Peripheral mafic volcanoes help to define the extent of the Goat Rocks volcanic complex. The Devils Washbasin basaltic volcano (Fig. 2) marks the eastern boundary at the time of the earliest activity at Goat Rocks, although andesitic volcanism later expanded eastward. The dominantly basaltic Hogback Mountain volcano defines a northeastern boundary. The Walupt Lake basaltic tuya (subglacial volcano, unit Qbw, Fig. 2; Swanson, 1996a) marks the southern limit to Goat Rocks during the last stage of activity. Andesitic to dacitic vents to the north of Hogback Mountain (Fig. 1) are not considered to be a part of the Goat Rocks volcanic complex, because they lie beyond the “shadow zone” (Walker, 2000) defined by these mafic volcanoes.
Four Volcanic Stages
The Goat Rocks volcanic complex was constructed in four major eruptive stages. From oldest to youngest, we call these: Tieton Peak stage, Bear Creek Mountain stage, Lake Creek stage, and Old Snowy Mountain stage. We define these stages based on the chronologic sequence inferred from mapping and paleo-magnetic measurements by previous authors (Clayton, 1980, 1983; Swanson and Clayton, 1983; Swanson, 1996a, 1996b) and recent work by Gusey et al. (this volume) that identified Bear Creek Mountain as a distinct vent. Below, we summarize the vents and map units that comprise each eruptive stage.
Tieton Peak Stage
Tieton Peak stage marks the onset of andesitic volcanism at Goat Rocks, which was centered near Tieton Peak at the margin of the inferred Devils Horns caldera (Fig. 2; Clayton, 1983). Present-day Tieton Peak is built of a sequence of lava flows or possibly shallow intrusions (Judy Fierstein, 2017, personal commun.) ranging from basaltic andesite to rhyolite (map unit QTtp, Fig. 2). We caution that Tieton Peak is not the Miocene feature that Swanson (1966) described as Tieton Volcano, nor the source of the Tieton andesite flows.
Andesitic lava flows from Tieton Peak are reportedly intercalated with basaltic lava flows erupted from nearby Devils Washbasin volcano (Clayton, 1983; Fig. 2). The remains of Devils Washbasin volcano consist of basaltic dikes crosscutting basaltic lava flows and intercalated scoriaceous pyroclastic deposits (Clayton, 1983). Lava flows or intrusive rocks to the south of Tieton Peak (map unit Ta, Fig. 2) are heavily altered, commonly bleached or greenish in color, and mineralized with pyrite, suggesting near-vent hydrothermal alteration (Swanson, 2017, written commun.). Whether these altered rocks of unit Ta are an older stage of the Tieton Peak (QTtp) eruptive sequence or predate the Goat Rocks system remains to be determined.
Bear Creek Mountain Stage
Volcanism of the Bear Creek Mountain stage was focused a few kilometers east of Tieton Peak at Bear Creek Mountain, which is built of two-pyroxene andesite lava flows and breccias that are crosscut by dikes and plugs (map unit Qabm, Fig. 2; Gusey et al., this volume). Gusey et al. (this volume) identified Bear Creek Mountain as the source of the two far-traveled Tieton andesite flows, as well as proximal lavas. The Bear Creek Mountain lava flows are reversely magnetized, and recent age determinations of the Tieton andesite flows confirm emplacement during the Matuyama chron (Hammond, 2017).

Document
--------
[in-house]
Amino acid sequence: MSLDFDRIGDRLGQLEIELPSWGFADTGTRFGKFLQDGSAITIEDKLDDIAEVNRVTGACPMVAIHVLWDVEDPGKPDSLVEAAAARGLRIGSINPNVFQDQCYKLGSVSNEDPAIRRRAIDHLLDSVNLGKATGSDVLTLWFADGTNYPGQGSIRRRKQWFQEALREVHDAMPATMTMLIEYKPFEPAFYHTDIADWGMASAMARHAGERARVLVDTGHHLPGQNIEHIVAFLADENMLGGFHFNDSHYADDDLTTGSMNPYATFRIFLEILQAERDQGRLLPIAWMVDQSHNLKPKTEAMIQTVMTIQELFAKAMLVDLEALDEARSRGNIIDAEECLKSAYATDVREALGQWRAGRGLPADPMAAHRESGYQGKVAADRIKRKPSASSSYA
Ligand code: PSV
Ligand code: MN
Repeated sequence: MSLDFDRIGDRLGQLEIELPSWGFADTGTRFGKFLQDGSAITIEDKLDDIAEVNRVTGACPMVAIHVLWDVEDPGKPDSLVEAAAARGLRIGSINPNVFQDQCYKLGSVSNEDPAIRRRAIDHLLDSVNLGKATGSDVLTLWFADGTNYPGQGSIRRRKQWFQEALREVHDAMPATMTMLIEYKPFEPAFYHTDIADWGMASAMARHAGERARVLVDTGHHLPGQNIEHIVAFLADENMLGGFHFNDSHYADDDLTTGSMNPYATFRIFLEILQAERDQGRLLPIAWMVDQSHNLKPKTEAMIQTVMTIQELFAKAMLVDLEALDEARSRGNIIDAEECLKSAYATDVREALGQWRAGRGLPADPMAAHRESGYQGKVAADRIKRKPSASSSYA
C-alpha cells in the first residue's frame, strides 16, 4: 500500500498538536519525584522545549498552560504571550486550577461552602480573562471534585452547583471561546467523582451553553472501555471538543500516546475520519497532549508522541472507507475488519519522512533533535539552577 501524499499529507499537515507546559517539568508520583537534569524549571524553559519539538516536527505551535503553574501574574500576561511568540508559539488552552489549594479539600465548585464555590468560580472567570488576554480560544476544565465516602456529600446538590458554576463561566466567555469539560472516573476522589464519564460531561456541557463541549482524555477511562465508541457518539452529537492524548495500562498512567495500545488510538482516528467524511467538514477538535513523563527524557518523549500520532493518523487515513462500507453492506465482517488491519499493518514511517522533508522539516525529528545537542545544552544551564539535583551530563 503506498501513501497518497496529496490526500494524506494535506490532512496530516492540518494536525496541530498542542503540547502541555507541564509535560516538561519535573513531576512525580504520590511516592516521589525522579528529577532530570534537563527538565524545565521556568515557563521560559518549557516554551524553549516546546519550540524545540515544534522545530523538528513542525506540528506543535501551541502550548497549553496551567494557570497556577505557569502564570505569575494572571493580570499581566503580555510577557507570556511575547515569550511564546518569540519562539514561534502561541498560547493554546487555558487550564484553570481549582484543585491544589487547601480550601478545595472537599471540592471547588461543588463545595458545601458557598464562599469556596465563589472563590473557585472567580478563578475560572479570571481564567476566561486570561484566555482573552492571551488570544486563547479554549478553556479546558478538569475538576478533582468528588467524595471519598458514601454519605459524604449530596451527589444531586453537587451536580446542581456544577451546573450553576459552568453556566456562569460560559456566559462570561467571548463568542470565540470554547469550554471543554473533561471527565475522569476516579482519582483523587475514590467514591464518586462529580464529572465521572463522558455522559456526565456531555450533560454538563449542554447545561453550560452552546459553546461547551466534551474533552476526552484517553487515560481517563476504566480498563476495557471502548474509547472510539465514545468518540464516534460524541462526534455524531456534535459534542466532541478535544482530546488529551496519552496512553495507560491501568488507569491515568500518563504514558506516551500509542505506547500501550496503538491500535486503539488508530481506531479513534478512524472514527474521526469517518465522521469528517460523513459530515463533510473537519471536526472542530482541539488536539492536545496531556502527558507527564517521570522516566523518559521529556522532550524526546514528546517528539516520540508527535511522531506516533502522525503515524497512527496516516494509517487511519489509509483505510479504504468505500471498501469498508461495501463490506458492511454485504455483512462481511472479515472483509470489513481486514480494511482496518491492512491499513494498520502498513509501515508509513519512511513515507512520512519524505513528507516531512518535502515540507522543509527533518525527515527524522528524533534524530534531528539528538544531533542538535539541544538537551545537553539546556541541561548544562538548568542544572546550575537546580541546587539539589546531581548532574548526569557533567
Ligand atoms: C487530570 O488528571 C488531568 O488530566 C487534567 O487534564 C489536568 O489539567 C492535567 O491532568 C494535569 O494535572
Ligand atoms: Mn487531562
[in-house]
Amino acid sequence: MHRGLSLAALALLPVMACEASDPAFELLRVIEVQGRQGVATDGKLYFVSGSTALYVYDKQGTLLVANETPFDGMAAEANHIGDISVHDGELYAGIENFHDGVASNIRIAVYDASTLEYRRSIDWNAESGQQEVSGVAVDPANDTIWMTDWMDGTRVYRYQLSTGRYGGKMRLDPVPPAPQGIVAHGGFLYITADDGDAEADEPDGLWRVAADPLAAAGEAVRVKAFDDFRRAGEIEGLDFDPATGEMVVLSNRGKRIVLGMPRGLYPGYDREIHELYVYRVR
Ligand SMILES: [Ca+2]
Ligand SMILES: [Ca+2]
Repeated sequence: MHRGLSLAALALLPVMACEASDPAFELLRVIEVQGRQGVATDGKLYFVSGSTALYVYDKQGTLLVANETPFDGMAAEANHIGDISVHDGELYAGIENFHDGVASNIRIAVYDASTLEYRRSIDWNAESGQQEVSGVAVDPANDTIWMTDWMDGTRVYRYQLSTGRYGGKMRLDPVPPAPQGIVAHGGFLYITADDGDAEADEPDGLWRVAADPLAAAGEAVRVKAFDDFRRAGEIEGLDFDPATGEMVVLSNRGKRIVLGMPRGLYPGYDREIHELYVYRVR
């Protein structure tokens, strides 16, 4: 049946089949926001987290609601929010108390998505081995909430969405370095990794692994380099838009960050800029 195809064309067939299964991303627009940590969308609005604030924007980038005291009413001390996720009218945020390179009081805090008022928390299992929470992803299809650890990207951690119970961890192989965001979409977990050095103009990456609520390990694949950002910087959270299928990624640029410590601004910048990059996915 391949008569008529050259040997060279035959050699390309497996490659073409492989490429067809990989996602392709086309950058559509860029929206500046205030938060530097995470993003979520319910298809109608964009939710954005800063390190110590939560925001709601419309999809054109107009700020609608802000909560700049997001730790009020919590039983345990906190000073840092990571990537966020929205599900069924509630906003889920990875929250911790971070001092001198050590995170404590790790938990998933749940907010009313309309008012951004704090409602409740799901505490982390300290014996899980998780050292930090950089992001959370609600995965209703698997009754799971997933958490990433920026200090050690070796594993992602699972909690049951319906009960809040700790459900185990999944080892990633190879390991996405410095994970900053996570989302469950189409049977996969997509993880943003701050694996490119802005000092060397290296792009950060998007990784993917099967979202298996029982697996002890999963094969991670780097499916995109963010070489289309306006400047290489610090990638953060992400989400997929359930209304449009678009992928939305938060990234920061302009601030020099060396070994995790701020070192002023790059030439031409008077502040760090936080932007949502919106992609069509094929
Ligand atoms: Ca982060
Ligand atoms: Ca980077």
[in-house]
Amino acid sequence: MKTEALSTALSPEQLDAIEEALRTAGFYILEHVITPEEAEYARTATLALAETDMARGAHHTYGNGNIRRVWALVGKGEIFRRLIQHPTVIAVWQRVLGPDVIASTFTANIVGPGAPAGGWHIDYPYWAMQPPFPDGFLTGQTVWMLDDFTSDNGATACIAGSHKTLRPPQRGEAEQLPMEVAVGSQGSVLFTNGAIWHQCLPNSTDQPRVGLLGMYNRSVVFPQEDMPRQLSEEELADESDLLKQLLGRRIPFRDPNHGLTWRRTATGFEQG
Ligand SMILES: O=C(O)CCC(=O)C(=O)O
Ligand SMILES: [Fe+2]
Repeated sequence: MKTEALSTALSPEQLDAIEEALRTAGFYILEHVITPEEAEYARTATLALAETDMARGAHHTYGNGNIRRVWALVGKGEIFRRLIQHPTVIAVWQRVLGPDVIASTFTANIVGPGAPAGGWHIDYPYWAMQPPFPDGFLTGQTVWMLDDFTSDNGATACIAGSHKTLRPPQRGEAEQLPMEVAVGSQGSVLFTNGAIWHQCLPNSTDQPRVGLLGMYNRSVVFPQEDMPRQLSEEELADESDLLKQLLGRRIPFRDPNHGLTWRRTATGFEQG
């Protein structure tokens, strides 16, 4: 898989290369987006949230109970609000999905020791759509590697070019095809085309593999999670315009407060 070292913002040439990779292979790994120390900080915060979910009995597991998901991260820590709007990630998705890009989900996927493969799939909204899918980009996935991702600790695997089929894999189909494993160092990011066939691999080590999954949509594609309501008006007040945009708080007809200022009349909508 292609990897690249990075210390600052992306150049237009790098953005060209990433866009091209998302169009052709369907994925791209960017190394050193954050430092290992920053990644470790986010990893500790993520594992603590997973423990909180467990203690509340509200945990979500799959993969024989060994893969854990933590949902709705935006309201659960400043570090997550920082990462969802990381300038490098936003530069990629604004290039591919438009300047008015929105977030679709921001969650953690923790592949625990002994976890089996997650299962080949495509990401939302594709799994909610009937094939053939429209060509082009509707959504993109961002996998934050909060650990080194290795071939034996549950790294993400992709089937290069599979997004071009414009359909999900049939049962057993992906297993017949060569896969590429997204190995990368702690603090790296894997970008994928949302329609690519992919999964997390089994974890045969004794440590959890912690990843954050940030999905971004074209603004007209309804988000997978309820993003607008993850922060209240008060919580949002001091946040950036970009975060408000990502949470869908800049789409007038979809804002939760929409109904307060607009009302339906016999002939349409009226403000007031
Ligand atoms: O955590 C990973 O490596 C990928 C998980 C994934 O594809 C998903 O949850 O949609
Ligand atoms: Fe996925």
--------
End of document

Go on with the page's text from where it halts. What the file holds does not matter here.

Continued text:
Lake Creek Stage
Following the eruptions of Bear Creek Mountain, the primary locus of Goat Rocks volcanism moved about 12 km west to the Lake Creek volcano. The location of this volcano can be inferred from the ridge-forming sections of andesitic to dacitic lava flows that dip radially away from the basin of Upper Lake Creek and are cut by a radial array of andesitic to dacitic dikes (map units Qgr1, Qgr2, and Qgr3, Fig. 2; Swanson, 1996b). Paleo-valley-filling sections of lava flows can be thicker than 500 m and extend as far as 12 km to the northwest and northeast (Swanson, 1996b, and 2017, written commun). At Hogback Mountain, andesite to dacite lavas of Lake Creek volcano are intercalated with and capped by basaltic lava flows younger than ca. 0.9 Ma (Sisson and Calvert, 2017, written commun.; Swanson, 2017, written commun.). The volcanic products of the Lake Creek stage are deeply incised and glacially sculpted at high elevation. Geochronology (discussed below) indicates that the dacite plug or coulée of Black Thumb (unit Qdbt, Fig. 2) was also erupted during this stage.
Old Snowy Mountain Stage
After the Lake Creek stage and a period of deep glacial erosion, volcanism of the Old Snowy Mountain stage commenced. The most voluminous eruptions occurred from vents near Old Snowy Mountain and Ives Peak (Swanson and Clayton, 1983; Swanson, 1996a, 1996b). Other andesitic eruptions occurred at the southern end of Goat Ridge (unit Qag, Fig. 2), and from a vent at Coyote Lake that fed the Clear Fork andesite (unit Qacf, Fig. 2; Swanson, 1996b). Young andesitic to dacitic flows from minor vents or of uncertain source are also assigned to this stage (unit Qab). Lava flows from Old Snowy Mountain are present low in the valley of Upper Lake Creek, attesting to the deep erosion between the Lake Creek and Old Snowy Mountain stages. Old Snowy Mountain stage lavas are mainly andesite, with lesser dacite, and extending to rhyolite. Amphibole is a common component of the typical two-pyroxene mafic assemblage, and, in some cases, it is the dominant mafic mineral.